Open Ocean Aquaculture
Publication Date: March 2007
Publisher(s): Library of Congress. Congressional Research Service
Open ocean aquaculture is broadly defined as the rearing of marine organisms in exposed areas beyond significant coastal influence. Open ocean aquaculture employs less control over organisms and the surrounding environment than do inshore and land-based aquaculture, which are often undertaken in enclosures, such as ponds. When aquaculture operations are located beyond coastal state jurisdiction, within the U.S. Exclusive Economic Zone (EEZ; generally 3 to 200 miles from shore), they are regulated primarily by federal agencies. Thus far, only a few aquaculture research facilities have operated in the U.S. EEZ; to date, all commercial aquaculture facilities have been sited in nearshore waters under state or territorial jurisdiction.
Development of commercial aquaculture facilities in federal waters is hampered by an unclear regulatory process for the EEZ, and technical uncertainties related to working in offshore areas. Regulatory uncertainty has been identified by the Administration as the major barrier to developing open ocean aquaculture. Uncertainties often translate into barriers to commercial investment. Potential environmental and economic impacts and associated controversy have also likely contributed to slowing potential expansion.
Proponents of open ocean aquaculture believe it is the beginning of the "blue revolution" -- a period of broad advances in culture methods and subsequent increases in production. Critics point to concerns related to environmental protection and potential impacts on existing commercial fisheries. Potential outcomes are difficult to characterize because of the diverse nature of potential operations and the lack of aquaculture experience in open ocean areas.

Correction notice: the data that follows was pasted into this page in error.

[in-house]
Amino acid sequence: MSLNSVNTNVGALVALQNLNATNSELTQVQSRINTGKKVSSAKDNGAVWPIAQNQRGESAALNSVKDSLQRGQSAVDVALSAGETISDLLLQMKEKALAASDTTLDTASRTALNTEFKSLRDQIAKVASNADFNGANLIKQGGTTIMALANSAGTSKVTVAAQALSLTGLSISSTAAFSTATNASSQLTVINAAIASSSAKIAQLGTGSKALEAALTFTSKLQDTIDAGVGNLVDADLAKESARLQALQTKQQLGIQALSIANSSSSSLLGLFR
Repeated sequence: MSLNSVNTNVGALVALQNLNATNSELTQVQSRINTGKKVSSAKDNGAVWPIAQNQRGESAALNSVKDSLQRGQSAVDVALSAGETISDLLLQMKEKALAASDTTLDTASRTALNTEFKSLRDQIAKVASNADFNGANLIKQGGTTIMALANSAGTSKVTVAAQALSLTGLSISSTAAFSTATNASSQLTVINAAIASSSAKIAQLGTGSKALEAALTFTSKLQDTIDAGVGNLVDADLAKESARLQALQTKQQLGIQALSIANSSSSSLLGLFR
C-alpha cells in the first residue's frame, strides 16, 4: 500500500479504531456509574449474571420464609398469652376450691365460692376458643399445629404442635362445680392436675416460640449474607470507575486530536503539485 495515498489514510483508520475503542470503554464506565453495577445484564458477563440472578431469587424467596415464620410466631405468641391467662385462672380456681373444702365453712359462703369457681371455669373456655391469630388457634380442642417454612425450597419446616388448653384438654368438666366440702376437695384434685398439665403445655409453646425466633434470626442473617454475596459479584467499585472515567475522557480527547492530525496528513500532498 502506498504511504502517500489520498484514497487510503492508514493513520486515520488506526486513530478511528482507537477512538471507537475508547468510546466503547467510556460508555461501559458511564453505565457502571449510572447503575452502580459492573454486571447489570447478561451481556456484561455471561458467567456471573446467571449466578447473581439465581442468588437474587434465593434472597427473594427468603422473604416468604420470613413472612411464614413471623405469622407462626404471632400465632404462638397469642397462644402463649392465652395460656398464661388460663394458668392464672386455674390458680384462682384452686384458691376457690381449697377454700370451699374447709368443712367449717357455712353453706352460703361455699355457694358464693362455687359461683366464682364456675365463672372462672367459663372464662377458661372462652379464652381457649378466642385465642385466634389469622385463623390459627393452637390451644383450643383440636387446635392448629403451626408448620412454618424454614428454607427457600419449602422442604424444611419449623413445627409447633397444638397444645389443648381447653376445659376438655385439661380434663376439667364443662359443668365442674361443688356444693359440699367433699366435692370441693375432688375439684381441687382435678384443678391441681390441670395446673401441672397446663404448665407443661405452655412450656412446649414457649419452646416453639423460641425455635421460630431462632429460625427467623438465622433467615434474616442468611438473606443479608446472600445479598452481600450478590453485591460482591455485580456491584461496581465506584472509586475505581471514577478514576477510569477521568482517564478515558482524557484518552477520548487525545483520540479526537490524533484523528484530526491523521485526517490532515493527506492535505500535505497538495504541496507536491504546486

The National Offshore Aquaculture Act was introduced as S. 1195 in the 109th Congress at the Administration's request, but was not enacted. The legislation focused on the need to develop a framework for issuing permits to operate in the EEZ. The bill has been re-drafted by the National Oceanic and Atmospheric Administration (NOAA) and may be introduced in the 110th Congress. Issues raised in connection with the previous bill included potential environmental impacts, the role of states, and permit security and duration.
This report discusses four general areas: (1) operational and business-related challenges; (2) potential environmental impacts; (3) potential economic impacts; and (4) the legal and regulatory environment. It then summarizes recent executive and legislative actions. Significant questions remain about whether an appropriate mechanism exists for any federal agency to provide an open ocean aquaculture lease with the necessary property rights to begin construction and operation. Policy makers and regulators will be challenged to weigh the needs of a developing industry against potential environmental and social impacts.